• In August 2000, Knots — The Anthology of Southeastern European Haiku Poetry (1999), which Kacian co-edited with Dimitar Anakiev, won second place in the World Haiku Achievement Competition.
  • In October 2008 he won the Ginyu Award for Outstanding Contribution to World Haiku (Ginyu issue 40, pp. 13-15)

Publication credits

Kacian’s poems, articles, and book reviews have appeared internationally in journals, magazines, and newspapers such as:

  • * Frogpond
  • * The Heron’s Nest
  • * Ant Ant Ant Ant Ant
  • * Simply Haiku
  • * Modern Haiku
  • * The Haiku Canada Newsletter
  • * Acorn


Kacian has read in many parts of the world, including international poetry festivals in New York, New Orleans, London, Oxford, Belgrade, Vilanice, Ohrid, Skopje, Sofia, Sydney, Hobart, Wellington, Christchurch, Auckland, Tokyo, Tenri, Kyoto, Kumamoto, Los Angeles, Toronto and Washington D.C. Some of his speeches are listed below:

  • * “So:Ba” given at the International Haiku Conference (SUNY Plattsburgh, NY, July 2008); published serially in Frogpond XXXI:3 2008 p.73 (part one) ISSN 1089-9421, and forthcoming.
  • * “Bridges” given at the Haiku North America International Conference (Winston-Salem, NC, August 2007); published as “The Haiku Hierarchy,” Modern Haiku 39(1), Spring 2008, ISSN 0026-7821.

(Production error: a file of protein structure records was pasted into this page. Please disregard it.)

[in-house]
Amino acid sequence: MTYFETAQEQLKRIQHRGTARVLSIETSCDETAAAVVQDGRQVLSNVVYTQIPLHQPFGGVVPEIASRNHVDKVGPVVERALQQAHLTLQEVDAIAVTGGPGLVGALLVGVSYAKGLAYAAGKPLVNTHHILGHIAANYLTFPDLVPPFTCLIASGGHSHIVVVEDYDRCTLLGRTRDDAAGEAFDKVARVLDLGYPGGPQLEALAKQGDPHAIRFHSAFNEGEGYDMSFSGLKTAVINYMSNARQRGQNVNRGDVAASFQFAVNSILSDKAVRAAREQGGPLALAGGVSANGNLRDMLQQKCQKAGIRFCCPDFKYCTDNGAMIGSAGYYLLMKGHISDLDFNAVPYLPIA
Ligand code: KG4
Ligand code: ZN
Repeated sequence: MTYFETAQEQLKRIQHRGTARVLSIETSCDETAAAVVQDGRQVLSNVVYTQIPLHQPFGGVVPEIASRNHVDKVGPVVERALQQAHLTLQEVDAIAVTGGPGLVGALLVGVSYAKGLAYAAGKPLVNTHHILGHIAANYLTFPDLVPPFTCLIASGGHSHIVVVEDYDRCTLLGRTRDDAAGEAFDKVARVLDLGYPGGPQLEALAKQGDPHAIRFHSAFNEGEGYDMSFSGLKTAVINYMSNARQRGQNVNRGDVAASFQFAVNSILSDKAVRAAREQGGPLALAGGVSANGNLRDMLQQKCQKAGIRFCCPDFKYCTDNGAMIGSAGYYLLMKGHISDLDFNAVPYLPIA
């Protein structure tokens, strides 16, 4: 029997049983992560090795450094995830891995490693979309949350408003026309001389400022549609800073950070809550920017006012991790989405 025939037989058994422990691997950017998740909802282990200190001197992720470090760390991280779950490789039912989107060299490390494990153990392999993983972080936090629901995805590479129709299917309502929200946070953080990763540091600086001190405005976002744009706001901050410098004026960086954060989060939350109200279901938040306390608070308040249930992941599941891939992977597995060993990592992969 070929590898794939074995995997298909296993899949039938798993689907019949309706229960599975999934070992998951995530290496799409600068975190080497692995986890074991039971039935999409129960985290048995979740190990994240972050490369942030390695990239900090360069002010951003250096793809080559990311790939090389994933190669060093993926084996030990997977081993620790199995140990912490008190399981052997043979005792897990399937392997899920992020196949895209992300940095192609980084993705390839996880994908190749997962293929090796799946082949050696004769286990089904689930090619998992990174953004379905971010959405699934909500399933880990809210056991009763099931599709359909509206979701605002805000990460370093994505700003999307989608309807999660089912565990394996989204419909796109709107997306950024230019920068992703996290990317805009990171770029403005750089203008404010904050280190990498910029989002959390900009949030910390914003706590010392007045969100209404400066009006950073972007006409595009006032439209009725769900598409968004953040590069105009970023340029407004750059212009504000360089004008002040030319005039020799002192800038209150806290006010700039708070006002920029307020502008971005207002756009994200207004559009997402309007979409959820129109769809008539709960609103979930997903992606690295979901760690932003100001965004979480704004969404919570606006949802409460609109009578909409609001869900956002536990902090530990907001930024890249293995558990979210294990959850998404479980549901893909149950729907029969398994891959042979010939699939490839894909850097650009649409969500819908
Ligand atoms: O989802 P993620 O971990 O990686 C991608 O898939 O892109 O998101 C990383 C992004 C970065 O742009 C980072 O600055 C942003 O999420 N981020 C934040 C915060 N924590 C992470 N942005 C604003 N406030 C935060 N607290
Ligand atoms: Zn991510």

• * “State of the Art: Haiku in North America 2007” Second European Haiku Conference (Vadstena, Sweden, June 2007).
  • * “Dag Hammarskjöld: Haiku Poet and Photographer” (New York, New York, January 2006 — book release of A String Untouched).
  • * Welcome Address (Sofia, Bulgaria, May 2005 — World Haiku Association Conference).
  • * Welcome Address (Tokyo, Japan, October 2003 — World Haiku Association Conference)
  • * “Around the World as Briefly as Possible”, Pacific Rim Haiku Conference (November 2002, Los Angeles, California) published in Connecticut Review XXVII:2, Fall 2005 ISSN 00106216.
  • * “Looking and Seeing: How Haiga Works” given at the Haiku Society of American National Meeting, September 2002; published in Simply Haiku 2:5 (Autumn 2004); reprinted in The Red Moon Anthology of English-Language Haiku 2004 (Red Moon Press), pp. 126-153.


  • * “Tapping the Common Well” (foreword) in Knots: The Anthology of Southeastern European Haiku Poetry Red Moon Press, 1999. ISBN 978-9619071502.
  • * “Beyond Kigo — In Due Season” in Acorn Supplement #1 (2000) ISSN 1521-138X.
  • * “Van Gogh’s Shoes” in Valley Voices 8:1 ISSN 1553-7668.
  • * Renga-Daddy: A Kasen Renga between Basho, Boncho, Kyorai and Shiho in the manner of Tristan Tzara based on “The First Winter Rain” from The Monkey’s Straw Raincoat in commemoration of the 300th Anniversary of Basho’s Death; Frogpond XIX:1 ISSN.


His advocacy, along with that of such poets as Marlene Mountain and Janice Bostok, of single-line haiku in English has initiated renewed interest in this form following its rare usage during the 20th century. His work also champions several innovative techniques (as cited by Richard Gilbert in The Disjunctive Dragonfly and in his book Poems of Consciousness). Kacian’s own critical writings elaborate some of these aesthetic innovations.


  • * The White Lotus Interview with Marie Summers – White Lotus #3 (Summer/Fall 2006) ISSN1556-3987.
  • * The Cascina Macondo Interview with Alessandra Gallo (issue number 13 of Writers Magazine Italia).

Electronic media